The weekend was full of laughs, love, exploring, crying, and so much more. As I was reflecting on the trip last night, I just continued to marvel at LP Muffin. Her relationship with fear is beyond anything I have ever seen. My little Lemon Poppyseed Muffin has cancer all over her chest and in her pelvis and she is breakin’ it down on the dance floor and traveling every moment she gets. She is living. She is learning about herself each day, growing, loving more, seeing the beauty that is all around us in this world, and touching lives like mine. There is no way I can put into words how lucky I am to have her in my life. Her presence and inspiration demolishes the big bad fear bastard. Hanging off the side of a mountain? Hell, that’s nothing. HI FEAR, MY NAME IS BECKY.


Saturday, August 22, 2015


It’s been two weeks now since I got back from one of THE MOST AMAZING experiences of my life – my First Descents rock-climbing trip in Estes Park, Colorado. I thought I would be itching to write and have so much to get out, but the thing is, the week had such a profound impact on me that I am having trouble articulating it. I know, I know, when am I ever at a loss for words?!

Every night when I go to bed, I have been thinking about how to write about it – what I can say that will truly encapsulate the experience. Honestly, that is something I cannot do. The week was something that I shared with 13 other young adult cancer survivors and First Descents staff members that only we can understand – and only we are lucky enough to take with us on our journey through life.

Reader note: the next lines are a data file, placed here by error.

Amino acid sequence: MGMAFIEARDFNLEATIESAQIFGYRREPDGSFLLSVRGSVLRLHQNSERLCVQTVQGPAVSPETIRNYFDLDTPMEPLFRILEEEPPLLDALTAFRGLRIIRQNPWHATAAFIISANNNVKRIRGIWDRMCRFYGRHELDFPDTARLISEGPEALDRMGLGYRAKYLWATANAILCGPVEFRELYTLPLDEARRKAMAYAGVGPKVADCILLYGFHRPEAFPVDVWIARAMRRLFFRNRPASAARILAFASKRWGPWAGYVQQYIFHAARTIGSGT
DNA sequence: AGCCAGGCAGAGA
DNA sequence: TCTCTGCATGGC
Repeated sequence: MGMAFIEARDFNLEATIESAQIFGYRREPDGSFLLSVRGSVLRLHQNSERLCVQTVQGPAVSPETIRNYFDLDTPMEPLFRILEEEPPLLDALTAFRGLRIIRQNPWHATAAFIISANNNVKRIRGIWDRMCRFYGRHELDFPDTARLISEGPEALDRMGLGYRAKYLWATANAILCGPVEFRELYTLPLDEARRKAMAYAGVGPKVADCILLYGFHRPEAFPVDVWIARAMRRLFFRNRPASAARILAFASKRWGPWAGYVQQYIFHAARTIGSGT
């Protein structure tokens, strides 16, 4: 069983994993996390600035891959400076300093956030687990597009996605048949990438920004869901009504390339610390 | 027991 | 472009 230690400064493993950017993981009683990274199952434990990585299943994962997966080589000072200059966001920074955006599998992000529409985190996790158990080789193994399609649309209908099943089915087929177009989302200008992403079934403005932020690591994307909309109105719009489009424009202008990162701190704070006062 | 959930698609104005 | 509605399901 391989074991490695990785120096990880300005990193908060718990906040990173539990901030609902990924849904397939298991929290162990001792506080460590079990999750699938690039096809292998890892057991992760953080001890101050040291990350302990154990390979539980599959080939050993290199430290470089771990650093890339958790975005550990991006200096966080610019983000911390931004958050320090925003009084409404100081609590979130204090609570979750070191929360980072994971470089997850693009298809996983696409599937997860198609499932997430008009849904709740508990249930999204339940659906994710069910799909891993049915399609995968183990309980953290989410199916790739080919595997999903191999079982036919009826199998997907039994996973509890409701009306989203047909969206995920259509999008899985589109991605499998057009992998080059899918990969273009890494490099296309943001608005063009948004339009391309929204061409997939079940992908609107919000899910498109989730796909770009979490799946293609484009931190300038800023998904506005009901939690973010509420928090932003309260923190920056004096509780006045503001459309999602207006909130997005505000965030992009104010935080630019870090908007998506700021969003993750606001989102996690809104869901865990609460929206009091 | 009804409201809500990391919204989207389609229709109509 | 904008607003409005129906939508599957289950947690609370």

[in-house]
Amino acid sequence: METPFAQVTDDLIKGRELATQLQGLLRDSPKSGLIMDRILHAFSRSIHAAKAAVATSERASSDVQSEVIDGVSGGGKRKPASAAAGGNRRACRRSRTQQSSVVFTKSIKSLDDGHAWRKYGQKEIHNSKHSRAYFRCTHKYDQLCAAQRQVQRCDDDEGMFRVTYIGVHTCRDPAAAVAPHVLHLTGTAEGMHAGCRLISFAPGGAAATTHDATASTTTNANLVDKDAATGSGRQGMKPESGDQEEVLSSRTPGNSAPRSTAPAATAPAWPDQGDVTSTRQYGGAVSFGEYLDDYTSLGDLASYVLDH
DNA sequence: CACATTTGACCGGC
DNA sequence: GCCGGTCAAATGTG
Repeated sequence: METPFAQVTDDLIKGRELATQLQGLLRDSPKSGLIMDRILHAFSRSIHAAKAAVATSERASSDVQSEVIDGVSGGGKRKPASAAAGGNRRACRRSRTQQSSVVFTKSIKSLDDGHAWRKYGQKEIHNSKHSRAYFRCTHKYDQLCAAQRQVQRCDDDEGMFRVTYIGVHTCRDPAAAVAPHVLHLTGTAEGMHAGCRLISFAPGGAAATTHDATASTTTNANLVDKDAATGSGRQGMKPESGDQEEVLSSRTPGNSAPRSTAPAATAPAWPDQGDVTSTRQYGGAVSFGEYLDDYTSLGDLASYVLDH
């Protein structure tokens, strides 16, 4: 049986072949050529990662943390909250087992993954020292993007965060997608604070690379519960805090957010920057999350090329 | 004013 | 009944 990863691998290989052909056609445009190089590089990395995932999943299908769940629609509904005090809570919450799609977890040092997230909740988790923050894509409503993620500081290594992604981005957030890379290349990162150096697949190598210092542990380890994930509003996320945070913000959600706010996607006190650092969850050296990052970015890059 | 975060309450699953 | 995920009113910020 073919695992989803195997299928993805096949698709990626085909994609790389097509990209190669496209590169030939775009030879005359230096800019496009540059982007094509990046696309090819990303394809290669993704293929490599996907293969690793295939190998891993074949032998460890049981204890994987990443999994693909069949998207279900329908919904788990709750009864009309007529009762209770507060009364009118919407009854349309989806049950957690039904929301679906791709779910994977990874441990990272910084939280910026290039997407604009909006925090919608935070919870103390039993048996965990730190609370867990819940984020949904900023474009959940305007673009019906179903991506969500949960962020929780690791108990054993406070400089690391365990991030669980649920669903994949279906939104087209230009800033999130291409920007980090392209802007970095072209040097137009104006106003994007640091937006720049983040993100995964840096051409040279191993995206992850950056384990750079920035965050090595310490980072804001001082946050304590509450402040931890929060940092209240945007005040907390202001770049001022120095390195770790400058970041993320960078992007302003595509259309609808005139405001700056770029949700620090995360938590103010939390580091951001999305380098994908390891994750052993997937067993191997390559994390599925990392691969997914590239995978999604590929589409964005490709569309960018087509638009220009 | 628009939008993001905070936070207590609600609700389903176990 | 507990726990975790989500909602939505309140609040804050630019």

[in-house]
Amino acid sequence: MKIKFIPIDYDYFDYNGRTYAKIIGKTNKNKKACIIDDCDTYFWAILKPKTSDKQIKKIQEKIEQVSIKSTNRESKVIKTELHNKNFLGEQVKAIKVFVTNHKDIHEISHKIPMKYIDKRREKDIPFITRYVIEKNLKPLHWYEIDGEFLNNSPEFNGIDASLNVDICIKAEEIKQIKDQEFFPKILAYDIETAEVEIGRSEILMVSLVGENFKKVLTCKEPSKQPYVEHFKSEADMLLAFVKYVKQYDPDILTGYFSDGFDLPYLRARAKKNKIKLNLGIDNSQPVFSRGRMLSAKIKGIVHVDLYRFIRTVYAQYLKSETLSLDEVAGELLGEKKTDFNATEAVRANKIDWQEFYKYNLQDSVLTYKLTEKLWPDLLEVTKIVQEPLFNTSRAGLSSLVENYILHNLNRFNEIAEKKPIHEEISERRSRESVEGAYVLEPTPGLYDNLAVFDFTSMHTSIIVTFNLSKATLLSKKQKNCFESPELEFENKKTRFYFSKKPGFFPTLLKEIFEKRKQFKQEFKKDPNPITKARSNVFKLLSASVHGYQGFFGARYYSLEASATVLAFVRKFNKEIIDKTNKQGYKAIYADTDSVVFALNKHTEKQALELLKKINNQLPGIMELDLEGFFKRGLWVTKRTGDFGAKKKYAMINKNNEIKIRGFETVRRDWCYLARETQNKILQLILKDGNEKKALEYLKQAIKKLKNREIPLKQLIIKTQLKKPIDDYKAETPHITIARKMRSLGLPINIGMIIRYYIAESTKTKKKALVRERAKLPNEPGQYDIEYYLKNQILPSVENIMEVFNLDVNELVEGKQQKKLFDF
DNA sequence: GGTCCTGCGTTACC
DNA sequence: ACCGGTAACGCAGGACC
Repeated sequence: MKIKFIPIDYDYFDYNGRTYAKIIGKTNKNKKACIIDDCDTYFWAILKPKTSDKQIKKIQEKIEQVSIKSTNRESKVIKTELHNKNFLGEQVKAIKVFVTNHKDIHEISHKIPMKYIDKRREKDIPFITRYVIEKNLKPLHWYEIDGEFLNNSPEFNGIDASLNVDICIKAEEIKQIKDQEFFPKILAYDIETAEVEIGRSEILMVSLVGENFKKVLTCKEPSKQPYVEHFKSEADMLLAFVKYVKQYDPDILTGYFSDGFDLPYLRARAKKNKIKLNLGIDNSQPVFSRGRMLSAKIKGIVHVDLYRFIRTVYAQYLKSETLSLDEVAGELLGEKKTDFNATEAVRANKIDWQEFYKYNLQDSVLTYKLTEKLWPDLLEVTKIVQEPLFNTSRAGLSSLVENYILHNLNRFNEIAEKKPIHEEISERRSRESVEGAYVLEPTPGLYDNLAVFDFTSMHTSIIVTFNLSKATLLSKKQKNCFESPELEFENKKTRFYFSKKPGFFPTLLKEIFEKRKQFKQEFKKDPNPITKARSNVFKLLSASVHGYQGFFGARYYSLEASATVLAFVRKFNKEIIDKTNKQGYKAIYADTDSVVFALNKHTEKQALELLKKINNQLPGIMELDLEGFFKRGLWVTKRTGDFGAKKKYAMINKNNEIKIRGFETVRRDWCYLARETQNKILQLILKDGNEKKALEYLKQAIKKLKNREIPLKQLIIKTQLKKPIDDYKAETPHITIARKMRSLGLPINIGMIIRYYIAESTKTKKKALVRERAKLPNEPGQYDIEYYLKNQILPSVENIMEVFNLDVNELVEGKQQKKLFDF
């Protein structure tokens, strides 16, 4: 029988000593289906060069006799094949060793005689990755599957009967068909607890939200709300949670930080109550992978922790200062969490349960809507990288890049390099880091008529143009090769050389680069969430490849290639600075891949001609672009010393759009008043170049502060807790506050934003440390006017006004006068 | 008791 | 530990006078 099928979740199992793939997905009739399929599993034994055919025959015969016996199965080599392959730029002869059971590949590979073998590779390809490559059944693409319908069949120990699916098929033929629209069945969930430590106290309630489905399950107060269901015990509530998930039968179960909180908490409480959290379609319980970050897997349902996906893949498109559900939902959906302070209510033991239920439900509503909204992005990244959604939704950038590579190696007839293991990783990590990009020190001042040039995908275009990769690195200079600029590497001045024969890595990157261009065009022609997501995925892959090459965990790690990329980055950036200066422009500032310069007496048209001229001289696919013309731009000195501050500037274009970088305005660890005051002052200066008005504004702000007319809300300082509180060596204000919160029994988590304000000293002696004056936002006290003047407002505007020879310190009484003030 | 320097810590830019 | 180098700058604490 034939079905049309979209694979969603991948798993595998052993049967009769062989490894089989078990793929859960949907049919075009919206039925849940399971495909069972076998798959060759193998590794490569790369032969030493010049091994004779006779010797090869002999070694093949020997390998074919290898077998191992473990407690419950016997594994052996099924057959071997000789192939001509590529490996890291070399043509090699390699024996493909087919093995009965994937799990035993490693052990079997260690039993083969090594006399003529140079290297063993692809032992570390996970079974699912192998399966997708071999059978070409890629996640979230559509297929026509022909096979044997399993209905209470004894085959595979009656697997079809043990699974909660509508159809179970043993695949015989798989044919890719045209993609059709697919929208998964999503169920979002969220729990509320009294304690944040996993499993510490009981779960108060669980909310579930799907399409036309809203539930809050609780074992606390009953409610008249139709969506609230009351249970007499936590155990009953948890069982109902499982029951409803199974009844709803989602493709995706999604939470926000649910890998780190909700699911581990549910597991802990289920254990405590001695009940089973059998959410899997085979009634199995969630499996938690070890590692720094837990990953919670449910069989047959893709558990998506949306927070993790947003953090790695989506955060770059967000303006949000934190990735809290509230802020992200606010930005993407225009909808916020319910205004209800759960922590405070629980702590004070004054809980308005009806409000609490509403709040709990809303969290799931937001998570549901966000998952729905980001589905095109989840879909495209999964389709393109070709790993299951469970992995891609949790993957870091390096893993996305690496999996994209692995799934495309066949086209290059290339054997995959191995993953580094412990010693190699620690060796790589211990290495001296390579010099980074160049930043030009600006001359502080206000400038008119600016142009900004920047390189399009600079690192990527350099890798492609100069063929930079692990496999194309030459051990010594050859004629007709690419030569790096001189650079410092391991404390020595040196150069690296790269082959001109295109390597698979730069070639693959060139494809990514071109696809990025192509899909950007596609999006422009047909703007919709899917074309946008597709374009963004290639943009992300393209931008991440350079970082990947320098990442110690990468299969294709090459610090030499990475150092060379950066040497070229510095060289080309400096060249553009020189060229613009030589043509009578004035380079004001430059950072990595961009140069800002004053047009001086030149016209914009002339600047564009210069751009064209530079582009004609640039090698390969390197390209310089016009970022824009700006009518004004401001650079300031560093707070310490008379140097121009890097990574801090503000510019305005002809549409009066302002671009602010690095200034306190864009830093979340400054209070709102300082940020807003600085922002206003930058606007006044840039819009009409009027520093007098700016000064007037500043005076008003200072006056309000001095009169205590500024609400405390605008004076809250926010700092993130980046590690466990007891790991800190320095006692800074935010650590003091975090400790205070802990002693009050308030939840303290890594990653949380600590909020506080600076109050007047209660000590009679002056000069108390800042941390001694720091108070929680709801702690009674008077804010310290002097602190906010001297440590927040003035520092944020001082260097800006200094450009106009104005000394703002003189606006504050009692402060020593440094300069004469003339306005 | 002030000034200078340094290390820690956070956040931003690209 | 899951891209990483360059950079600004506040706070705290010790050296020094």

While running this morning to Kelly Clarkson, of course, the word acceptance came to mind. The reason I even applied to First Descents, actually went on the trip, and was able to absorb the experience was all because of acceptance. I have worked so hard to accept what I have, and that I have cancer. A part of me always thought I had, because I am a “these are my cards” kind of person and never, ever say, “why me?” Well, yes that is part of it, but the other part is articulating it and living it. All this volunteer work I have been doing has come with me talking about my cancer and “coming out of the cancer closet.” I’ve really looked at it as – I am telling my story to help other people. When friends or my family say, well it’s helping you too; I kind of shrug it off and say “yeah, yeah.” Well, HELL YEAH it has helped me too, it just took me a little time to open my goddamn eyes to it. I sort of realized it when I was getting ready to go on my FD trip. People would ask me where I was going and I would start with, “…it’s a rock-climbing trip in Colorado and I don’t know anyone.” They would keep asking questions so then I would say, “well I’m a cancer survivor and it’s a trip for young adult cancer survivors.” The words actually rolled off my tongue pretty easily and I was, dare I say, proud to say them.


When I arrived at the FD camp, I had no idea what to expect. There were all these people, from all over the country and Canada (whoop whoop), and I was worried that I wouldn’t relate to them or they would be “different” than me. I have a “different” type of cancer and never had chemo…

On the surface we were all very different people, but on the inside, we were so similar and so full of love. As the week went on, it was honestly a pleasure to get to know everyone, hear their stories, and understand their lives. I truly think I am a better person for going on the trip and now having a whole new family in my life. I don’t think I would have gotten as much out of the experience had I gone sooner. I had to accept my situation before I could accept that of others. At the end of the day we are all humans living in the same world; everyone has a battle, a story, and a will to live, and when we look inside each other it is only then that we form the most beautiful connections.  

Wednesday, July 1, 2015

The Most Amazing Gift of All